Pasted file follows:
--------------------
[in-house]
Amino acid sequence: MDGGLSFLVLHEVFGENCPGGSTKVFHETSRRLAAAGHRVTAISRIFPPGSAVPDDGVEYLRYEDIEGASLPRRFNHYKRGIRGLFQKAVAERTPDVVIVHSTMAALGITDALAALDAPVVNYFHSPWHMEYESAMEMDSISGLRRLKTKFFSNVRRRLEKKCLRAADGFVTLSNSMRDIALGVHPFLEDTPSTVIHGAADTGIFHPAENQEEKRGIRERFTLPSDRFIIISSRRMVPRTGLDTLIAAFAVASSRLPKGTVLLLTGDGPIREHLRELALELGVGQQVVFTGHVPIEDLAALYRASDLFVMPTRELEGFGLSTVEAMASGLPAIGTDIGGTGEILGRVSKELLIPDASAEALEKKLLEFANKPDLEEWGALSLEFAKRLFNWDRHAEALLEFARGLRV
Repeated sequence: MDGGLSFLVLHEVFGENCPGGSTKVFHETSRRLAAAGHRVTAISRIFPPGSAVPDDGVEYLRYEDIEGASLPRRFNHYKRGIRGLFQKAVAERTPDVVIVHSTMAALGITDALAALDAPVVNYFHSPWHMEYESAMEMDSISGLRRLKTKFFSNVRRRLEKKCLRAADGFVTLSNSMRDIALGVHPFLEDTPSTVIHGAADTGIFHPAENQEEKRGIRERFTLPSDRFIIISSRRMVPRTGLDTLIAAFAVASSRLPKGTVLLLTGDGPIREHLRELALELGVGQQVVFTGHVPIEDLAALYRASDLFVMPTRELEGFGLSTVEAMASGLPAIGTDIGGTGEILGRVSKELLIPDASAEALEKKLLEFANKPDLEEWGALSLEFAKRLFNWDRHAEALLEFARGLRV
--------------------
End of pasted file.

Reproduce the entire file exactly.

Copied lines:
[in-house]
Amino acid sequence: MDGGLSFLVLHEVFGENCPGGSTKVFHETSRRLAAAGHRVTAISRIFPPGSAVPDDGVEYLRYEDIEGASLPRRFNHYKRGIRGLFQKAVAERTPDVVIVHSTMAALGITDALAALDAPVVNYFHSPWHMEYESAMEMDSISGLRRLKTKFFSNVRRRLEKKCLRAADGFVTLSNSMRDIALGVHPFLEDTPSTVIHGAADTGIFHPAENQEEKRGIRERFTLPSDRFIIISSRRMVPRTGLDTLIAAFAVASSRLPKGTVLLLTGDGPIREHLRELALELGVGQQVVFTGHVPIEDLAALYRASDLFVMPTRELEGFGLSTVEAMASGLPAIGTDIGGTGEILGRVSKELLIPDASAEALEKKLLEFANKPDLEEWGALSLEFAKRLFNWDRHAEALLEFARGLRV
Repeated sequence: MDGGLSFLVLHEVFGENCPGGSTKVFHETSRRLAAAGHRVTAISRIFPPGSAVPDDGVEYLRYEDIEGASLPRRFNHYKRGIRGLFQKAVAERTPDVVIVHSTMAALGITDALAALDAPVVNYFHSPWHMEYESAMEMDSISGLRRLKTKFFSNVRRRLEKKCLRAADGFVTLSNSMRDIALGVHPFLEDTPSTVIHGAADTGIFHPAENQEEKRGIRERFTLPSDRFIIISSRRMVPRTGLDTLIAAFAVASSRLPKGTVLLLTGDGPIREHLRELALELGVGQQVVFTGHVPIEDLAALYRASDLFVMPTRELEGFGLSTVEAMASGLPAIGTDIGGTGEILGRVSKELLIPDASAEALEKKLLEFANKPDLEEWGALSLEFAKRLFNWDRHAEALLEFARGLRV